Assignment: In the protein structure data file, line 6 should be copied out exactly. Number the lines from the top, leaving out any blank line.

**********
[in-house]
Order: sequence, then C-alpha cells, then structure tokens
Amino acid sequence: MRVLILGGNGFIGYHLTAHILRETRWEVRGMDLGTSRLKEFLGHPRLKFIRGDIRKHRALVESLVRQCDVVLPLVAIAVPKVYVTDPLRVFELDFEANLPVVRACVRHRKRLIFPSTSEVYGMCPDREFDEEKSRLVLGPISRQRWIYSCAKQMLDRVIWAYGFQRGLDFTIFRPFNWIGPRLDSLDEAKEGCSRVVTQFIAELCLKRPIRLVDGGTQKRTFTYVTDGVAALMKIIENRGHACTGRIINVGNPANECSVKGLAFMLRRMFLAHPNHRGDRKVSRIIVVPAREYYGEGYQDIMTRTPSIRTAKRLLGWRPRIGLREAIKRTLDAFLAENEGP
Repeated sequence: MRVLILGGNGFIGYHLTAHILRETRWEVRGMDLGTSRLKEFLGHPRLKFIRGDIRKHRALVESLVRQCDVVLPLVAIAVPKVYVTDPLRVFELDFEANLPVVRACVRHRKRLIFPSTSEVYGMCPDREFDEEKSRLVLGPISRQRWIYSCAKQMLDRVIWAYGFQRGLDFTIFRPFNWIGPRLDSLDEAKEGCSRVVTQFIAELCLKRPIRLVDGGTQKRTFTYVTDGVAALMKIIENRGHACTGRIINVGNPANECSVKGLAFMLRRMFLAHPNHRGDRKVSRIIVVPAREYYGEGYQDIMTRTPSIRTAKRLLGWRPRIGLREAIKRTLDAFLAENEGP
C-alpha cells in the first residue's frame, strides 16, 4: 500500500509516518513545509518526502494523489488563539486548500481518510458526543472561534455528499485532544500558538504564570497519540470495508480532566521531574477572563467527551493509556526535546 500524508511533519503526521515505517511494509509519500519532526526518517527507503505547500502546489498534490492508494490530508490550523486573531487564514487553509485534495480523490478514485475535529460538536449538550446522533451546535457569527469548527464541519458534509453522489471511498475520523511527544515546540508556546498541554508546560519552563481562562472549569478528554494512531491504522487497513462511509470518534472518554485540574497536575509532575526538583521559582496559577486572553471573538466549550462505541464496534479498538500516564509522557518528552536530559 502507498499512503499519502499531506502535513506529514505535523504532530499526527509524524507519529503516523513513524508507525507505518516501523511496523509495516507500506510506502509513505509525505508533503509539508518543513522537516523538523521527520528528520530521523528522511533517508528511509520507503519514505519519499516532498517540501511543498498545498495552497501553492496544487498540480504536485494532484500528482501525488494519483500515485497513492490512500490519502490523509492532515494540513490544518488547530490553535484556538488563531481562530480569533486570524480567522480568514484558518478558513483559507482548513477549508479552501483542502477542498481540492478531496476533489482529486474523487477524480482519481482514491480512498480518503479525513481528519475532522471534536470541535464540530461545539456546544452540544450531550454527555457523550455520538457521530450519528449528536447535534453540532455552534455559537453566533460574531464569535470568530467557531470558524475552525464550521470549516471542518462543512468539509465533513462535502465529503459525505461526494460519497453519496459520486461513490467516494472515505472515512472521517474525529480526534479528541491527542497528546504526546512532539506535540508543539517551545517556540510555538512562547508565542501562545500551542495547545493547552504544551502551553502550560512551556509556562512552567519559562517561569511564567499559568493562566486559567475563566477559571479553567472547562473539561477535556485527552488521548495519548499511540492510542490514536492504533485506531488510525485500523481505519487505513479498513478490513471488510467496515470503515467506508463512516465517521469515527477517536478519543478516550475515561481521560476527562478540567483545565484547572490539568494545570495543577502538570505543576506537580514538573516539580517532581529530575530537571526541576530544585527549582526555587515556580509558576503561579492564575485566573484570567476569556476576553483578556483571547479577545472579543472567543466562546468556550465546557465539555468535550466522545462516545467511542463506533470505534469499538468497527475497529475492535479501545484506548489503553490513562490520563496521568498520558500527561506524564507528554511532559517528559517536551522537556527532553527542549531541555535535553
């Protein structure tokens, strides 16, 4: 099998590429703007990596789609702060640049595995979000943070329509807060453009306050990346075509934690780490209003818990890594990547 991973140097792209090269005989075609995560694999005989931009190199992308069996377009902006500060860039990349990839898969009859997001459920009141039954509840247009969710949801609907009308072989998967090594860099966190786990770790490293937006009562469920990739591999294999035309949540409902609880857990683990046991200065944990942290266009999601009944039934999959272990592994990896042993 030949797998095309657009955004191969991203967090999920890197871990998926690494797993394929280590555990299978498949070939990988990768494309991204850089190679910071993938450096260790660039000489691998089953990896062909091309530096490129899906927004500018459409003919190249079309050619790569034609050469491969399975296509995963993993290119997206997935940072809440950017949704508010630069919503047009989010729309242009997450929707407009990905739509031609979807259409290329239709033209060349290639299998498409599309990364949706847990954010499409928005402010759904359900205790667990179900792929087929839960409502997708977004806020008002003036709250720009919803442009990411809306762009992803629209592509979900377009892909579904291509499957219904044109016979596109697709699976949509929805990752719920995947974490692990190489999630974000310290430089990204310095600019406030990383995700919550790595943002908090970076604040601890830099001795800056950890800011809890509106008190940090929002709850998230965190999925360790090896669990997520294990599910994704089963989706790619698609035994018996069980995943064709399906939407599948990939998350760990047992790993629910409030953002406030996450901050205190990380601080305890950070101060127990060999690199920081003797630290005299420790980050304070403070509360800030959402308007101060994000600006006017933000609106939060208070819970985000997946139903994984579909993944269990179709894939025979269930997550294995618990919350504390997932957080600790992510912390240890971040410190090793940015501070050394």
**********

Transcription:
């Protein structure tokens, strides 16, 4: 099998590429703007990596789609702060640049595995979000943070329509807060453009306050990346075509934690780490209003818990890594990547 991973140097792209090269005989075609995560694999005989931009190199992308069996377009902006500060860039990349990839898969009859997001459920009141039954509840247009969710949801609907009308072989998967090594860099966190786990770790490293937006009562469920990739591999294999035309949540409902609880857990683990046991200065944990942290266009999601009944039934999959272990592994990896042993 030949797998095309657009955004191969991203967090999920890197871990998926690494797993394929280590555990299978498949070939990988990768494309991204850089190679910071993938450096260790660039000489691998089953990896062909091309530096490129899906927004500018459409003919190249079309050619790569034609050469491969399975296509995963993993290119997206997935940072809440950017949704508010630069919503047009989010729309242009997450929707407009990905739509031609979807259409290329239709033209060349290639299998498409599309990364949706847990954010499409928005402010759904359900205790667990179900792929087929839960409502997708977004806020008002003036709250720009919803442009990411809306762009992803629209592509979900377009892909579904291509499957219904044109016979596109697709699976949509929805990752719920995947974490692990190489999630974000310290430089990204310095600019406030990383995700919550790595943002908090970076604040601890830099001795800056950890800011809890509106008190940090929002709850998230965190999925360790090896669990997520294990599910994704089963989706790619698609035994018996069980995943064709399906939407599948990939998350760990047992790993629910409030953002406030996450901050205190990380601080305890950070101060127990060999690199920081003797630290005299420790980050304070403070509360800030959402308007101060994000600006006017933000609106939060208070819970985000997946139903994984579909993944269990179709894939025979269930997550294995618990919350504390997932957080600790992510912390240890971040410190090793940015501070050394």